Four years after his baptism, David Neuhaus entered the Society of Jesus. Neuhaus tells Le Monde that he was drawn to the Jesuits, "these Jews of the Church" ("ces juifs de l'Église"), because they allowed "more room for the individual, for the critical spirit, for the intellect." Since being ordained nine years ago and completing scripture studies in Rome, Neuhaus has devoted himself to academic and pastoral work among Israeli and Palestinian Catholics. Neuhaus sees his most important task as promoting mutual understanding and reconciliation in a divided land. Commenting that people on both sides of the Israeli-Palestinian conflict "live in their fear, in convictions that are based on stereotypes and a victim complex," Neuhaus seeks to "pass from one side to the other to say to Israelis that the Arabs are not monsters and to say to Arabs that the Israelis are not monsters either." While he admits that efforts at bridge-building have "failed" for the time being, Neuhaus sees parallels between his present work and his youthful anti-apartheid activism in South Africa. As he recalls, "1985 was a particularly dramatic year in South Africa. Who would have thought that, less than ten years later, apartheid would have been abolished? It was unthinkable!"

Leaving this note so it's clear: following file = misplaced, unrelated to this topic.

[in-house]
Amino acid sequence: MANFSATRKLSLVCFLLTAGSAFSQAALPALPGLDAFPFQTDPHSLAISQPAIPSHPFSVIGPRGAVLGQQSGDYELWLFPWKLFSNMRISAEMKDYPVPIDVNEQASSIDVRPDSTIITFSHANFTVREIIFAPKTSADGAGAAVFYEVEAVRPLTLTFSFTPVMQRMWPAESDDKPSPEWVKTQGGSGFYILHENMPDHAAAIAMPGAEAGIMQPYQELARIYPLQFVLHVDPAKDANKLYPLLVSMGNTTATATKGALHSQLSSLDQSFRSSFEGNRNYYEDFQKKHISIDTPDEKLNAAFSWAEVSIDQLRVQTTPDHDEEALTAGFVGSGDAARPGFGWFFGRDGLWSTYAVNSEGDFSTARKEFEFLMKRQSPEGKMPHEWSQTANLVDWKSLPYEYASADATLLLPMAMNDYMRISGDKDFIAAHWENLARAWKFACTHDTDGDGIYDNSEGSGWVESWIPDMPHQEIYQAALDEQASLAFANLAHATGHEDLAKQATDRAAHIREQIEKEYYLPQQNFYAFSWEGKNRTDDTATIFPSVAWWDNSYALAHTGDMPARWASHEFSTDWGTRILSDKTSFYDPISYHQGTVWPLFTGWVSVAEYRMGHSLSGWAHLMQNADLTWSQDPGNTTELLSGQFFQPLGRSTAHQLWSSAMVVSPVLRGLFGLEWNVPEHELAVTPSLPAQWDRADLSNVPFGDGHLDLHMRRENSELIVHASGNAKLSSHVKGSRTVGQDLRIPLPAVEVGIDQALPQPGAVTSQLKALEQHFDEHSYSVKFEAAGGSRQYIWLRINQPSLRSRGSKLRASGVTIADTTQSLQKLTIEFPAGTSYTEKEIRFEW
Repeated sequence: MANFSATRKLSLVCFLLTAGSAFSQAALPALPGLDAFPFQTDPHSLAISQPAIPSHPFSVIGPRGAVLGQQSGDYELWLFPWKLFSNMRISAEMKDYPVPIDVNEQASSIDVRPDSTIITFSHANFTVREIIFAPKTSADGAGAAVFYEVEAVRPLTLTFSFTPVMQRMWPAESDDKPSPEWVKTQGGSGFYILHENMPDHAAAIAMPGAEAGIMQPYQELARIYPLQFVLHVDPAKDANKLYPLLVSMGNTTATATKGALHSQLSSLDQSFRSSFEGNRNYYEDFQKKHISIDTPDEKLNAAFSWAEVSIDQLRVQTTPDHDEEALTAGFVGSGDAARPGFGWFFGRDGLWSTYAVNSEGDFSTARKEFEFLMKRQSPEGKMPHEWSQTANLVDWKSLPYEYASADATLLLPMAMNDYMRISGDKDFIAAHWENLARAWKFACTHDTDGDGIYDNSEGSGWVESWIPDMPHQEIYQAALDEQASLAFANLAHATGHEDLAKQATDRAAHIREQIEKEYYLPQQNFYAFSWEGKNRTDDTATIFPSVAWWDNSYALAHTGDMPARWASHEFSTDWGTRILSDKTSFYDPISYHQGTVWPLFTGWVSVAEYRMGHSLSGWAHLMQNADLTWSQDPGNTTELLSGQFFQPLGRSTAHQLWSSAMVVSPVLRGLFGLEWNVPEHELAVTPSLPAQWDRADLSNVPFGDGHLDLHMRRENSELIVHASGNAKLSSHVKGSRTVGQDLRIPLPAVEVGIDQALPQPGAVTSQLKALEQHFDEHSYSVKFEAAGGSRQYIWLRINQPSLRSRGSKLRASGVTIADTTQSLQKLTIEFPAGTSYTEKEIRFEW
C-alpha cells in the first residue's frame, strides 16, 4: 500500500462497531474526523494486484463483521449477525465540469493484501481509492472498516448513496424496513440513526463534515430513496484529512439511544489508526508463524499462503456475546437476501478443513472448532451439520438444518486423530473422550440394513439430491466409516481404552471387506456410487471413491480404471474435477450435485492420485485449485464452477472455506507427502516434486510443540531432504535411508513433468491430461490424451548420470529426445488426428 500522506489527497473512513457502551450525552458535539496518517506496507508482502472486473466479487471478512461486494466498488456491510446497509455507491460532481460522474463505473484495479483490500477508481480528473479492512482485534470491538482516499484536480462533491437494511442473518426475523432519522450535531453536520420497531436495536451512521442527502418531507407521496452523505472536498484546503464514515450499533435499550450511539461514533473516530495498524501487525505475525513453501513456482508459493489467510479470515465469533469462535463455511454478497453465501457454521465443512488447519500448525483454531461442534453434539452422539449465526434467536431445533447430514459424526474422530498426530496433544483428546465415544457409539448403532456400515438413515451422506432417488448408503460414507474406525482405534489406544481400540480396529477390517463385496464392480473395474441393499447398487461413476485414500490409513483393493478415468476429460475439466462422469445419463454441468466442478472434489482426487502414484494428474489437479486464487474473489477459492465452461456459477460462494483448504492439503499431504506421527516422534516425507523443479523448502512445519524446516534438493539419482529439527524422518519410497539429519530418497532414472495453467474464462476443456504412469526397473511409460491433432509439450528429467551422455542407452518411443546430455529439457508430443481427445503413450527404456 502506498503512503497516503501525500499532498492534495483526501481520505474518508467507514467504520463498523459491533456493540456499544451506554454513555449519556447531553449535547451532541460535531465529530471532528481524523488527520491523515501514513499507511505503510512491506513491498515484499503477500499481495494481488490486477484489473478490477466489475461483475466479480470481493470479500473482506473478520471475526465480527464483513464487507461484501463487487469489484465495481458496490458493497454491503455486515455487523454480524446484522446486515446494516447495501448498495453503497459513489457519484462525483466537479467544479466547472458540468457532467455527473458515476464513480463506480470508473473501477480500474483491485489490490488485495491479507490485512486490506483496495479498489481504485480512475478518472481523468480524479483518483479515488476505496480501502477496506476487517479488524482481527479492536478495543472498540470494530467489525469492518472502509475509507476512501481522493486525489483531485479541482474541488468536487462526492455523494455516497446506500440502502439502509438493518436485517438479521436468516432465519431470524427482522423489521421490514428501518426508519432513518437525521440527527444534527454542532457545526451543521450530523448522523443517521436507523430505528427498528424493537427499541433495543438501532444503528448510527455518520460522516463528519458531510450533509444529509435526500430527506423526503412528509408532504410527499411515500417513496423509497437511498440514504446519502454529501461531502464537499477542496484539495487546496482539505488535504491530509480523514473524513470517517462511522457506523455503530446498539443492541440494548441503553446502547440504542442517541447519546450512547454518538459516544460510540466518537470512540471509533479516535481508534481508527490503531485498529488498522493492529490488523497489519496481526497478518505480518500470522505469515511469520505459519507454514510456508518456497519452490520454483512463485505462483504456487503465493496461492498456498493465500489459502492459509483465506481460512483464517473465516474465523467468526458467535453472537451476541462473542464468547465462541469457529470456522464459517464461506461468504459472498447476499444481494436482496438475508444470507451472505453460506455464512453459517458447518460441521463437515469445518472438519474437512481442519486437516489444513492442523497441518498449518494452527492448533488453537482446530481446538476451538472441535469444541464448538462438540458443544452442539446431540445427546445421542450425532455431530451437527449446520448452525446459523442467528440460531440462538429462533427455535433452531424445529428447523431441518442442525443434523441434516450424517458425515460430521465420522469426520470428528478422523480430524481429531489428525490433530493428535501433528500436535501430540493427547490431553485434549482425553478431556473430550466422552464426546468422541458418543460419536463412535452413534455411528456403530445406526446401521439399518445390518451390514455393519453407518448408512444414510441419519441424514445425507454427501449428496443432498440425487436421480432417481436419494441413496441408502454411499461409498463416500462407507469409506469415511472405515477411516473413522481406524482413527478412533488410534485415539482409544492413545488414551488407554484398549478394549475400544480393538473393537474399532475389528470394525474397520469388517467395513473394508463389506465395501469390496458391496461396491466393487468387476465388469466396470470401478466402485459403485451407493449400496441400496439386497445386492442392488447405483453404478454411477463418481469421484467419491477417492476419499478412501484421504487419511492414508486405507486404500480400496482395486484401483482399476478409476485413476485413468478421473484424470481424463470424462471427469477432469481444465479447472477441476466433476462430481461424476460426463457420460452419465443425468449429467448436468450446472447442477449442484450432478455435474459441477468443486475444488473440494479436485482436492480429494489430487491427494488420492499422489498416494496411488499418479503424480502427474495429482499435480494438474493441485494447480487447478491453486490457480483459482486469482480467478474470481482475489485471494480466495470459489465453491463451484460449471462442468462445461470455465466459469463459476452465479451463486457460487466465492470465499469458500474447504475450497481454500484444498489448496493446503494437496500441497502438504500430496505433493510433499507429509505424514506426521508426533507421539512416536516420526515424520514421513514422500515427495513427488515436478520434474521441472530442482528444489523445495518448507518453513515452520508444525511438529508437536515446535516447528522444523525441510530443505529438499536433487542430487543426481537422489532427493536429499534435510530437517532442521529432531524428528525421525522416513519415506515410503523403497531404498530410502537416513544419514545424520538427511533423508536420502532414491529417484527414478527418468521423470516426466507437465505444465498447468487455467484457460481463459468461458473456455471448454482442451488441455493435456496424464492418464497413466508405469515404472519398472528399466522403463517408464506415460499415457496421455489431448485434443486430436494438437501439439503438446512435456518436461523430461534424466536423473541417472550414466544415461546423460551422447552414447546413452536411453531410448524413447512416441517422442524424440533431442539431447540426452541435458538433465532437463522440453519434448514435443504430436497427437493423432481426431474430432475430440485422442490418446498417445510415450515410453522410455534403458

Though I've summarized much of its content above, I invite those who read French to take a look at the rest of Le Monde's profile of David Neuhaus in order to get a fuller picture (and, if you wish, to check the accuracy of my translations of the quotations offered above). I got a chuckle out of Neuhaus' description of the Jesuits as "juifs de l'Église," but on a much deeper level I wholeheartedly concur in his view of the Society's respect for the individuality of its members, for critical thinking and for the intellectual life. Indeed, I was attracted to the Society of Jesus for much the same reasons. Moreover, I was attracted to the Society by the tremendous variety of its members - both among the Jesuits I knew before I entered and among those I did not know but had heard about, such as my "triptych" of Guy Consolmagno, Marc Gervais and Robert Taft.